On the other hand, if you prefer the C.S. Lewis school of thought (that "God can do any thing that is possible, that doesn't mean he can do nonsense"), that would seem to imply that god CAN'T break the laws of physics, which doesn't make sense to me because, didn't he CREATE them? So if he can't break them, how did he work before they existed? And how does he perform miracles? If you believe that God uses the existing systems of the universe to perform 'miracles' (i.e. he uses the laws of physics), then one could make the case from that that God effectively *is* the universe (this is called "pantheism"). In that sense, the only thing separating you from atheism is the idea that the universe ("God") is sentient, as opposed to apathetic.
All of these questions are purely philosophical, though, and I'm not trying to throw them out as "gotcha" questions; I'm just trying to demonstrate my point, which is that god's very nature, if he does exist, is a complete and utter mystery to us, and it would take us a lifetime of "supposing" and "theorizing" just to come up with one possible interpretation of how he might exist. There are billions of possibilities, and hundreds of religions, and I don't have enough time in my life to sort through all of them and try to decide who's right (if anyone is). All of the things that people say they can get from religion, I have been able to find contentedly in myself and in the people I live and interact with every day, among other things. I find peace in creating art and sharing it with my friends and loved ones; I find happiness in doing what needs to be done *just because* it needs to be done, and not because I think someone is watching me or plans to reward me; I find challenge and engagement in trying to figure out how the world works, both physically and philosophically; I find purpose in all of these things.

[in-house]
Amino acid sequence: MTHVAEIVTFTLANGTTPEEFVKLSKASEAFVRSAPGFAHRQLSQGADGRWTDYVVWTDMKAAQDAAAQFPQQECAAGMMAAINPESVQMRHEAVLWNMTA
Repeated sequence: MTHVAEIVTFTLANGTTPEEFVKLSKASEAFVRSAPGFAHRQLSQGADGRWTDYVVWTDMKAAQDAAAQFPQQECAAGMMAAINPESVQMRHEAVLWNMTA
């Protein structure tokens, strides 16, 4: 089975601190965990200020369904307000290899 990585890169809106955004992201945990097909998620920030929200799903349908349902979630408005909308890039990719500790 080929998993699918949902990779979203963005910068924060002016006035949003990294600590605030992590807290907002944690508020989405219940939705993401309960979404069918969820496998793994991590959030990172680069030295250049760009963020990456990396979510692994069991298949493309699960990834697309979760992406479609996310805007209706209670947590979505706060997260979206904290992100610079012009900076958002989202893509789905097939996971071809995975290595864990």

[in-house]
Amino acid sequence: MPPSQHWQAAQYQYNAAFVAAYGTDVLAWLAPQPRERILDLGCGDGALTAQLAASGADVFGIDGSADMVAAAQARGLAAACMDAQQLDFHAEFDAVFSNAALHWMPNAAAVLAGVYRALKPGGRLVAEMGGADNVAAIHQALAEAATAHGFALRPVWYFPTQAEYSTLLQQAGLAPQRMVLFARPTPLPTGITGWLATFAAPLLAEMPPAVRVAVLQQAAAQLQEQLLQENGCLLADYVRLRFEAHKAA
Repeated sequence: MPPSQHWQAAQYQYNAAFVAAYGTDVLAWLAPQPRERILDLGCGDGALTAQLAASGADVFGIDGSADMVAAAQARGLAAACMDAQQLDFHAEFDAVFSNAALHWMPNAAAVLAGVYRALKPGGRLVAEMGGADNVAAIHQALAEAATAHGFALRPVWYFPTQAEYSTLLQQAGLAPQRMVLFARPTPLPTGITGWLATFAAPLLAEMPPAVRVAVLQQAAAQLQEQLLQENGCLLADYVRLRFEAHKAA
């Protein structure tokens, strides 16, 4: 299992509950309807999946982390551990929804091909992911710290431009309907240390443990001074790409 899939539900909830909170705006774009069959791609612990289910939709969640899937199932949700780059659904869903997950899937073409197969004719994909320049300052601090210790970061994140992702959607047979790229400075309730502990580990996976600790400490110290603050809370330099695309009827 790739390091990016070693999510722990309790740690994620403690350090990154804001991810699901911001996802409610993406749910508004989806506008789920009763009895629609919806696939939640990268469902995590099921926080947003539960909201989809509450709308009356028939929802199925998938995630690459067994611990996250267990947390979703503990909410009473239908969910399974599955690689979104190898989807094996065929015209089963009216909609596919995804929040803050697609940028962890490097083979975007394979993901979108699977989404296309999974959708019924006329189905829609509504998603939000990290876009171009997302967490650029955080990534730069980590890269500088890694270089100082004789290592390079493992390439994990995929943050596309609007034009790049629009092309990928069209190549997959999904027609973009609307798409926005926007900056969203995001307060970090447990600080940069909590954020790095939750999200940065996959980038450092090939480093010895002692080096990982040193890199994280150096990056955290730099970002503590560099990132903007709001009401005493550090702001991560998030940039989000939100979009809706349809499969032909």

You may be familiar with the philosophical "Ockham's Razor," which says that a theory works best when it is based on the fewest assumptions. My life's philosophy uses this principle to exclude god, not because I "hate" god (or the idea of god), or because I am hostile to the concept, but because it really just isn't necessary for me to operate and be fulfilled (and even if it was, there wouldn't be much I could do to prove or disprove it).
I guess that's all for my introduction....comments are open (if anyone is actually reading this, and if you actually *understood* any of it at that...), so if you have any questions or comments, feel free to leave 'em. I'll be checking this thing once or twice every day (or couple of days), so I'll read it eventually.